Source: Courtesy of Wikimedia Commons
ANDERSON, ALEXANDER CAULFIELD, HBC fur-trader and civil servant; b. 10 March 1814 near Calcutta, India, son of Robert Anderson and Eliza Charlotte Simpson; d. 8 May 1884 at Saanich, near Victoria, B.C.
Alexander Caulfield Anderson’s father, a retired British army officer, operated an indigo plantation in Bengal in partnership with Alexander Caulfield. He prospered, returned to England in 1817, and settled in Essex, where his sons received a good education. In March 1831 Alexander joined the Hudson’s Bay Company; his initial contract was for five years at an annual salary that increased progressively from £20 to £50. He sailed for Canada in April, accompanied by an older brother, James*, who had also joined the HBC.
Alexander spent his first year of service at Lachine, Lower Canada. In 1832 he was sent to Fort Vancouver (Vancouver, Wash.) where he arrived in November. The following year he was second in command of the party that built Fort McLoughlin (Bella Bella, B.C.) and in 1834 he was with Peter Skene Ogden* when the company’s attempt to establish a post on the Stikine River was blocked by the Russians. In 1835 Ogden took charge of New Caledonia, the HBC department encompassing present-day north central British Columbia. Anderson evidently had impressed him favourably, for he too was transferred to that district, and spent the next five years there. His first assignment, which was to cross the Rockies to Jasper House, meet a party of new recruits, and bring back 40 packs of moose skins needed for shoe leather, nearly ended in tragedy. An early onset of winter forced the party to return to Jasper House, and a shortage of provisions there made a further retreat to Edmonton House (Edmonton) necessary. Anderson was severely criticized by some in the company for his management of the party, but an investigation exonerated him from all blame for its misfortunes.
In 1836 he took charge of the post on Fraser Lake where he remained until 1839. He was then stationed for a year at Fort George (Prince George, B.C.), after which he returned to Fort Vancouver. In 1840–41 he took temporary charge of Fort Nisqually (Wash.) and was there when the exploring expedition under Lieutenant Charles Wilkes of the United States Navy visited the post in May 1841 in the course of its survey of Puget Sound and the Columbia valley. In 1842 Anderson commanded the annual brigade to York Factory (Man.), and on his return was appointed to Fort Alexandria on the Fraser River where he was based until 1848.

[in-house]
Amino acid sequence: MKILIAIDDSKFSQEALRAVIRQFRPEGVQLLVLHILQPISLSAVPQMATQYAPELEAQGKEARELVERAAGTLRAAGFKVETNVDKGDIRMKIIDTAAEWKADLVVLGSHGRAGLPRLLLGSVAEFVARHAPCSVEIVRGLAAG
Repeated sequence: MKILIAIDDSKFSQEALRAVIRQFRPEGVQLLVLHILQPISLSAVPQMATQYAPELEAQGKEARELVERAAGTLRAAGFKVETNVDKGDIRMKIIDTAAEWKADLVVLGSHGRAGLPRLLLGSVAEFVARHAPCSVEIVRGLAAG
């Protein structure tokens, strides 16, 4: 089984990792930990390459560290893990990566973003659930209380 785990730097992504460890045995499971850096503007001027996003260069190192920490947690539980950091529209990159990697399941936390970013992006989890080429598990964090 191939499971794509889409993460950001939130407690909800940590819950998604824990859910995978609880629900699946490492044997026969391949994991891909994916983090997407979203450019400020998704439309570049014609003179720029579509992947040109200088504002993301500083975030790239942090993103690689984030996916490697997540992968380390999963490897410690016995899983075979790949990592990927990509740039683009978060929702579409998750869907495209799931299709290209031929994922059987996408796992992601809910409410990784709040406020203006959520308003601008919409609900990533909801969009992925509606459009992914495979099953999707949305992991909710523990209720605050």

Anderson is now best remembered as leader of three exploring expeditions carried out in 1846–47. It had been apparent for some time before the Oregon boundary settlement of 1846 that the boundary was likely to be the 49th parallel, in which case the HBC line of communication between the interior posts and Fort Vancouver by way of the Columbia River would be partly in the United States. A route to the ocean that would be entirely in British territory was essential, and Fort Langley on the Fraser River was the obvious alternative outlet. A year before the treaty was signed Anderson wrote to Sir George Simpson*, governor of the HBC, requesting permission to try to find a practicable travel route from the post at Kamloops (on the west bank of the Thompson River) to Fort Langley. Simpson asked Ogden to make the necessary arrangements. Ogden supported the proposal in a letter to Anderson’s local superiors stating that because of Anderson’s “active habits and experience in Caledonia I consider him fully competent to carry it into effect.”
Ogden had suggested a route leading westward from Kamloops to the Fraser River in the vicinity of Cayoosh Flat (Lillooet), and then avoiding the canyons of the Fraser by travelling south by way of Seton, Anderson, Lillooet, and Harrison lakes and the Harrison River, which flows into the Fraser about 30 miles up-stream from Fort Langley. Leaving Kamloops on 15 May 1846, Anderson completed the journey by Ogden’s route in nine days, but he considered it quite unsuitable for the company’s purposes. On the return trip, which began on 28 May and occupied 13 days, he determined to leave the Fraser below the canyons and search for a way through the Cascade Mountains, which lie between the river and the interior valleys. Like many explorers before him, he followed watercourses – the Coquihalla River, Nicolum Creek, the Sumallo River, and Snass Creek, then, having crossed the height of land, descended by the Tulameen River to Otter Lake. There he had the good fortune to meet Blackeye, an Indian well acquainted with the country, who guided him north to Kamloops by way of Otter Creek and Nicola Lake. Anderson considered this route practicable, although in places snow might limit its use to a few months in the year.
Ogden and James Douglas*, the senior officers in charge of HBC operations west of the Rockies, hoped that a better route could be found and instructed Anderson to explore further in 1847. In May he set out once more from Kamloops, left his previous route at Nicola Lake, and by way of the Coldwater River and Uztlius Creek reached the Fraser about 13 miles upstream from Yale. A pack trail was built to bypass the lower canyon and the HBC brigades used this route in 1848, but it proved too difficult and had to be abandoned. The company then fell back on a somewhat revised version of the route Anderson had followed in May 1846 via the Coquihalla and Tulameen rivers, and it served as the brigade trail from 1849 to 1860.